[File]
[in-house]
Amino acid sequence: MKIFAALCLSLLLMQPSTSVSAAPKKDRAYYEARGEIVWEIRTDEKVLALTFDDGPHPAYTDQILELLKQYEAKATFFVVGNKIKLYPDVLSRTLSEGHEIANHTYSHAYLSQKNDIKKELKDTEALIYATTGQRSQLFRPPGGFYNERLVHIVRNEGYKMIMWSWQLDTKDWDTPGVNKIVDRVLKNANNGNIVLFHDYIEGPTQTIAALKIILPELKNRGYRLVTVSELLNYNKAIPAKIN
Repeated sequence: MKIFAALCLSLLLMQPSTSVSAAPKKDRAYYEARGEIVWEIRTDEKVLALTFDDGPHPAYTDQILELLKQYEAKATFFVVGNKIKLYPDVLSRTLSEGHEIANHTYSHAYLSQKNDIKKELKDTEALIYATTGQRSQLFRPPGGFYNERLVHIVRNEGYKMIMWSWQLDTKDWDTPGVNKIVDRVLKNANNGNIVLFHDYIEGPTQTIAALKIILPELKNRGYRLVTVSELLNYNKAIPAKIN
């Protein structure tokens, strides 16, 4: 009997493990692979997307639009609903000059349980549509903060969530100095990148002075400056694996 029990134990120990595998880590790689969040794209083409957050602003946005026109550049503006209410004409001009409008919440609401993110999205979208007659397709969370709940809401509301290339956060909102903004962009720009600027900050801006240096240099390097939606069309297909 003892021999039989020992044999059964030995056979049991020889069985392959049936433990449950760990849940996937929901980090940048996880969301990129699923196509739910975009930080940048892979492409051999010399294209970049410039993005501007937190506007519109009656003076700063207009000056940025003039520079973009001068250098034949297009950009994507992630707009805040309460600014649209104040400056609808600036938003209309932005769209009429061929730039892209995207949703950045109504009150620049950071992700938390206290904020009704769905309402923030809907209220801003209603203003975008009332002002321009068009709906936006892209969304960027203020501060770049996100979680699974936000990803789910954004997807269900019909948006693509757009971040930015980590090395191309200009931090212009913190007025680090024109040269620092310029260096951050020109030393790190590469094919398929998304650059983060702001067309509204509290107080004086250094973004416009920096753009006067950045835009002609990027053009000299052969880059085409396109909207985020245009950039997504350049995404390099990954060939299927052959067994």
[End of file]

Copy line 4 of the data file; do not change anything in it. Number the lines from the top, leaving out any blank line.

């Protein structure tokens, strides 16, 4: 009997493990692979997307639009609903000059349980549509903060969530100095990148002075400056694996 029990134990120990595998880590790689969040794209083409957050602003946005026109550049503006209410004409001009409008919440609401993110999205979208007659397709969370709940809401509301290339956060909102903004962009720009600027900050801006240096240099390097939606069309297909 003892021999039989020992044999059964030995056979049991020889069985392959049936433990449950760990849940996937929901980090940048996880969301990129699923196509739910975009930080940048892979492409051999010399294209970049410039993005501007937190506007519109009656003076700063207009000056940025003039520079973009001068250098034949297009950009994507992630707009805040309460600014649209104040400056609808600036938003209309932005769209009429061929730039892209995207949703950045109504009150620049950071992700938390206290904020009704769905309402923030809907209220801003209603203003975008009332002002321009068009709906936006892209969304960027203020501060770049996100979680699974936000990803789910954004997807269900019909948006693509757009971040930015980590090395191309200009931090212009913190007025680090024109040269620092310029260096951050020109030393790190590469094919398929998304650059983060702001067309509204509290107080004086250094973004416009920096753009006067950045835009002609990027053009000299052969880059085409396109909207985020245009950039997504350049995404390099990954060939299927052959067994």